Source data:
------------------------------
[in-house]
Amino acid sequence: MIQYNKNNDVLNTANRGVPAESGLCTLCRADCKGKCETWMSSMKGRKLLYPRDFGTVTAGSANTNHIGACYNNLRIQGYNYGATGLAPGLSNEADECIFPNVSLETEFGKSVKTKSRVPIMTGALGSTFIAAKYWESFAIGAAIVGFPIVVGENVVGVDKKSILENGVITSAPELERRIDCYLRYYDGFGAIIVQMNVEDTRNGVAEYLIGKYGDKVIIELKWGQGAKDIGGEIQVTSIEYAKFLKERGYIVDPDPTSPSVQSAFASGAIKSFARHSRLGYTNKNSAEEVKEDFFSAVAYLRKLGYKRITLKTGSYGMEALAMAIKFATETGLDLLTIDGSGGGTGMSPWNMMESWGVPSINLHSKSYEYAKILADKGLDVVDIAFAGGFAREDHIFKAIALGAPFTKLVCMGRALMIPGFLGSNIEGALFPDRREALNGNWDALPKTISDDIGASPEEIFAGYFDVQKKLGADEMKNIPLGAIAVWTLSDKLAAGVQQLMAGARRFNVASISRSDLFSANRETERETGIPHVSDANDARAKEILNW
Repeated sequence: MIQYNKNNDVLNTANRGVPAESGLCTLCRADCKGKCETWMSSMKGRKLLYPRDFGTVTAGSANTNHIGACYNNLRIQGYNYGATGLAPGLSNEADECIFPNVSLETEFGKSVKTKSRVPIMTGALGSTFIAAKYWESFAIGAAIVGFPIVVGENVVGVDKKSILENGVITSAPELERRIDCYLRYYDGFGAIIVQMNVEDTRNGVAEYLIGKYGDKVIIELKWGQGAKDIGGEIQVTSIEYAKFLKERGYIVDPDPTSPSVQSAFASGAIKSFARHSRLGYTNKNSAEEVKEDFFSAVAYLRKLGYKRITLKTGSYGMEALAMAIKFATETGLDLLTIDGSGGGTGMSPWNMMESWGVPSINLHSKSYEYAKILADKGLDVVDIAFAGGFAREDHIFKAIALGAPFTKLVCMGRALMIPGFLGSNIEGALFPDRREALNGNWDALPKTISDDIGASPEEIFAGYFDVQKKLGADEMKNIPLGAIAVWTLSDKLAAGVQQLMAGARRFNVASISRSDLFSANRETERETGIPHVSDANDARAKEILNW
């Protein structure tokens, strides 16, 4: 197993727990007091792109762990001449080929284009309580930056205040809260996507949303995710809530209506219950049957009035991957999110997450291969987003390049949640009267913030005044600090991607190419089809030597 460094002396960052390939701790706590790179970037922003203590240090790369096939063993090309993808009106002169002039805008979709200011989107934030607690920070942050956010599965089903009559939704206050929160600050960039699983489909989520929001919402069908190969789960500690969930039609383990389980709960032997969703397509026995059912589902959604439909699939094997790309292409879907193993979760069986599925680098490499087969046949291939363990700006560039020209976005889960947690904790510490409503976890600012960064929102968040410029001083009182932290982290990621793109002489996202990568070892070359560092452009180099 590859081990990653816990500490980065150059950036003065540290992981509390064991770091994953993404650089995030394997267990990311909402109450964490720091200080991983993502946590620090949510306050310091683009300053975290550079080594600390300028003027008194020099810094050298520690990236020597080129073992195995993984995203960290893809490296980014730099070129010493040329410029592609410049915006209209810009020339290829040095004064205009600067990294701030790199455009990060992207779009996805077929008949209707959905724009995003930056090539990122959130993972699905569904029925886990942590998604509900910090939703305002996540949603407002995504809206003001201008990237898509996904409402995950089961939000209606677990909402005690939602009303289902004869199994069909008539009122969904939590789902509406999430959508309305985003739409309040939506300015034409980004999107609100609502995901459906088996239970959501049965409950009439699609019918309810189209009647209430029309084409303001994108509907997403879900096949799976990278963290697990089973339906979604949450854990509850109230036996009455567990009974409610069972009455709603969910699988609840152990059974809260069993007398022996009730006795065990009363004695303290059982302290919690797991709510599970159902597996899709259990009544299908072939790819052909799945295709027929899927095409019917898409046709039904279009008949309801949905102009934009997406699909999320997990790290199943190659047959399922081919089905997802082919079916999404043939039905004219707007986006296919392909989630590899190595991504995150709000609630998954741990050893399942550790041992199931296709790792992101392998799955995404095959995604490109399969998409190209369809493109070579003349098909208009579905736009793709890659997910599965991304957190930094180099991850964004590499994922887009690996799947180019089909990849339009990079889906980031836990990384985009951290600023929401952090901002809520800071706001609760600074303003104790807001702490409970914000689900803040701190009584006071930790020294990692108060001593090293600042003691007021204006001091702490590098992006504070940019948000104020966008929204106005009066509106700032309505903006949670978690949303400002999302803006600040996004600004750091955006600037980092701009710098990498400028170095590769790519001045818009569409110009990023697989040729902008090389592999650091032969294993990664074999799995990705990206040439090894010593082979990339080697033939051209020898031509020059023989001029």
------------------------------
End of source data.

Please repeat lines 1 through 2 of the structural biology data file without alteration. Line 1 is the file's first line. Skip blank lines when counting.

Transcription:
[in-house]
Amino acid sequence: MIQYNKNNDVLNTANRGVPAESGLCTLCRADCKGKCETWMSSMKGRKLLYPRDFGTVTAGSANTNHIGACYNNLRIQGYNYGATGLAPGLSNEADECIFPNVSLETEFGKSVKTKSRVPIMTGALGSTFIAAKYWESFAIGAAIVGFPIVVGENVVGVDKKSILENGVITSAPELERRIDCYLRYYDGFGAIIVQMNVEDTRNGVAEYLIGKYGDKVIIELKWGQGAKDIGGEIQVTSIEYAKFLKERGYIVDPDPTSPSVQSAFASGAIKSFARHSRLGYTNKNSAEEVKEDFFSAVAYLRKLGYKRITLKTGSYGMEALAMAIKFATETGLDLLTIDGSGGGTGMSPWNMMESWGVPSINLHSKSYEYAKILADKGLDVVDIAFAGGFAREDHIFKAIALGAPFTKLVCMGRALMIPGFLGSNIEGALFPDRREALNGNWDALPKTISDDIGASPEEIFAGYFDVQKKLGADEMKNIPLGAIAVWTLSDKLAAGVQQLMAGARRFNVASISRSDLFSANRETERETGIPHVSDANDARAKEILNW